Pronto Software is responding positively to appropriate legislation by formalising compliance procedures where possible. However, the downward migration of such legislation in developed countries - plus the lack of pretty much any legislation in underdeveloped countries - can only erode further the competitive advantage of developed countries in a number of industries. This political issue is not being addressed in Australia.
Service Oriented Architectures
Service Oriented Architecture (SOA) is an emerging approach to ERP development that literally turns traditional software implementation methods upside down. Instead of software developers hard-coding business processes via an application language, SOA-enabled applications allow business analysts to flexibly create applications as users need them, using standardised components.
“Building blocks” is a term frequently used when describing SOA. Visionaries predict software “Yellow Pages” that deliver components over the Internet, based on dynamic attributes such as cost, quality of service and transaction requirements.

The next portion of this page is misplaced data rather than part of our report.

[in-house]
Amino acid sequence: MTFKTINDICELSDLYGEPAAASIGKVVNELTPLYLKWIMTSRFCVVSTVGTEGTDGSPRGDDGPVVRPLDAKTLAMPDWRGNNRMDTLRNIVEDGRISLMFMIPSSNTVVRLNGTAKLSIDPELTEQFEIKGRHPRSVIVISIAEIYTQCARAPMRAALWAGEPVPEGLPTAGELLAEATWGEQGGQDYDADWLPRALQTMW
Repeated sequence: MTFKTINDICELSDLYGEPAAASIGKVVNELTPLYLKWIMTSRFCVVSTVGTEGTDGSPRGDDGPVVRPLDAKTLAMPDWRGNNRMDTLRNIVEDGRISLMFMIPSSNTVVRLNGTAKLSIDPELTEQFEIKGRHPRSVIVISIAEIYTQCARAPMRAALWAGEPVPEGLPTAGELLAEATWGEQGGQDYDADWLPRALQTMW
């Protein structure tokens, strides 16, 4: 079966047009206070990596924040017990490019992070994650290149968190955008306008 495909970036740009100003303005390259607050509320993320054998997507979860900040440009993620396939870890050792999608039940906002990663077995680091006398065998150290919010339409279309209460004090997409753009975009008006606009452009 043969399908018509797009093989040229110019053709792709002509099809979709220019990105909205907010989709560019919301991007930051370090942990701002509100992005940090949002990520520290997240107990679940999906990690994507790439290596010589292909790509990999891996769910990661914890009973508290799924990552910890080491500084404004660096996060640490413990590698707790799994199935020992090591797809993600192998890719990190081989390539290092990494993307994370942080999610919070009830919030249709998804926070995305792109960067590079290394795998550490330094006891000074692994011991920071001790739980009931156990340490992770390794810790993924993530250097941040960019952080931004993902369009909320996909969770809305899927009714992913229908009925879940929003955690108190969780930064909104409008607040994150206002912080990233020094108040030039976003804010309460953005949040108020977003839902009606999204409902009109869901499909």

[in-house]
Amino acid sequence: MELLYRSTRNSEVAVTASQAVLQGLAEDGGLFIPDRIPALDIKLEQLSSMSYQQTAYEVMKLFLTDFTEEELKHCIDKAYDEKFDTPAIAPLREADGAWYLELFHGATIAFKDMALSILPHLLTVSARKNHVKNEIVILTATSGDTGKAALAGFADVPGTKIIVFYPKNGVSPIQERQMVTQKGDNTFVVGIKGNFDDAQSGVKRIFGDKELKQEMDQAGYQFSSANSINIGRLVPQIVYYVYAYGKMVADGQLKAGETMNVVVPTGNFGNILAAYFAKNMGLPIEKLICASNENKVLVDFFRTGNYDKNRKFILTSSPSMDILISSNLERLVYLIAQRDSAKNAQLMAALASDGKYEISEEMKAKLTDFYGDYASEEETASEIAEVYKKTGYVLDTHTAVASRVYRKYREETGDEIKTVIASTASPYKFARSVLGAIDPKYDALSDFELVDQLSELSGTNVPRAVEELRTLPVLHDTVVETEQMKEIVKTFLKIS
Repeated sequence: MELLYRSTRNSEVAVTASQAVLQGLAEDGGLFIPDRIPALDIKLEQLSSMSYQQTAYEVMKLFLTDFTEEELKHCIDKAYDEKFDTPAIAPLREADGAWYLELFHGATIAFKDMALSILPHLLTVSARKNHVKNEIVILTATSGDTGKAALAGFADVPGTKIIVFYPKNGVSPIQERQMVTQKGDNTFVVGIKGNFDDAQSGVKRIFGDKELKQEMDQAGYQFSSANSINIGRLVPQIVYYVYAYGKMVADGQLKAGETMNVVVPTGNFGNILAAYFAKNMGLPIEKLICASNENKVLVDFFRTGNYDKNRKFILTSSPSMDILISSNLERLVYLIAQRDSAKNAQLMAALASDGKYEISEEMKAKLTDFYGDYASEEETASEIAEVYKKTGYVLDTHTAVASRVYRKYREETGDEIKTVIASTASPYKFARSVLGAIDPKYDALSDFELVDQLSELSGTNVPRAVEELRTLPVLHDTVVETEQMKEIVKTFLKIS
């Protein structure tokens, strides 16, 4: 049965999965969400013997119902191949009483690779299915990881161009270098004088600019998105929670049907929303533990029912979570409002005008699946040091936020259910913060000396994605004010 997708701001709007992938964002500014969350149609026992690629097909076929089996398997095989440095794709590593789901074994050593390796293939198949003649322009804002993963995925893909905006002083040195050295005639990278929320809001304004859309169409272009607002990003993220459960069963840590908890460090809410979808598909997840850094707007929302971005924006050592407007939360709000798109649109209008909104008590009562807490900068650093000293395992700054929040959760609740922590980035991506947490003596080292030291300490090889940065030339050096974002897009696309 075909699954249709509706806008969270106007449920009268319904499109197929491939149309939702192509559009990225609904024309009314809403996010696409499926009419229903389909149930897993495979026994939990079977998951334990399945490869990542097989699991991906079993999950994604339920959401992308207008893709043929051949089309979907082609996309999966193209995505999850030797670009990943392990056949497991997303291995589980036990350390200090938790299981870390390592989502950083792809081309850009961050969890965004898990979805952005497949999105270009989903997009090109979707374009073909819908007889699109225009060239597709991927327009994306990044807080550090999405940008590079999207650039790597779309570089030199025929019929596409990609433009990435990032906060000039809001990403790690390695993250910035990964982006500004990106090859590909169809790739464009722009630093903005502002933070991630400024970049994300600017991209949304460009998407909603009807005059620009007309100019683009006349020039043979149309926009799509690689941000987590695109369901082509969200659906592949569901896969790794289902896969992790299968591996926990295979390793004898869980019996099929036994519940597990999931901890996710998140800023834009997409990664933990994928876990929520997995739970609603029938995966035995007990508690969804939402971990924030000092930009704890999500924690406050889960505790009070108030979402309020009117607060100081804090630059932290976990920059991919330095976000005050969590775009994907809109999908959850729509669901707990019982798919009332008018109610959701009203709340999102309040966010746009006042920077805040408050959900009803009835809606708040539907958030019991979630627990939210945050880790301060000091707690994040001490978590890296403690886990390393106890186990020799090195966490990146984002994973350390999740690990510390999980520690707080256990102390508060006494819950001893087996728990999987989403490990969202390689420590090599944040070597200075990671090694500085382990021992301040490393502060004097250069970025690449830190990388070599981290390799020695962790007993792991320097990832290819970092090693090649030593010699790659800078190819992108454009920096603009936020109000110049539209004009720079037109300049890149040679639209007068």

However, while SOA is particularly relevant for new software development projects, the jury is still out on how quickly it can apply to existing applications such as Pronto-Xi.
In particular, the cost and difficulty of rewriting an existing ERP to take advantage of SOA is under scrutiny. Microsoft’s Project Green experience suggests that such a rewrite is considerably harder than it first appears.
Pronto Software plans to enable SOA capabilities into Pronto-Xi, using these to deliver the benefits of SOA into the future without rewriting complete applications in the short term.
Fortunately, it’s early days for SOA. While Pronto Software doesn’t expect all the hype to come true, there are enough benefits in the vision so far to make further investment worthwhile.
In particular, the majors - Microsoft (.Net and Dynamics), SAP (NetWeaver) and Oracle (Fusion) - are backing SOA. Pronto Software is sceptical because the “applistructure” arguments seem to be vertical focused (i.e. “Using our toolset ERP, vendor ABC will be able to lever their expertise in industry sector XYZ … and only XYZ, otherwise we get channel clash”), which is at odds with another observation, Mass Customisation, described next.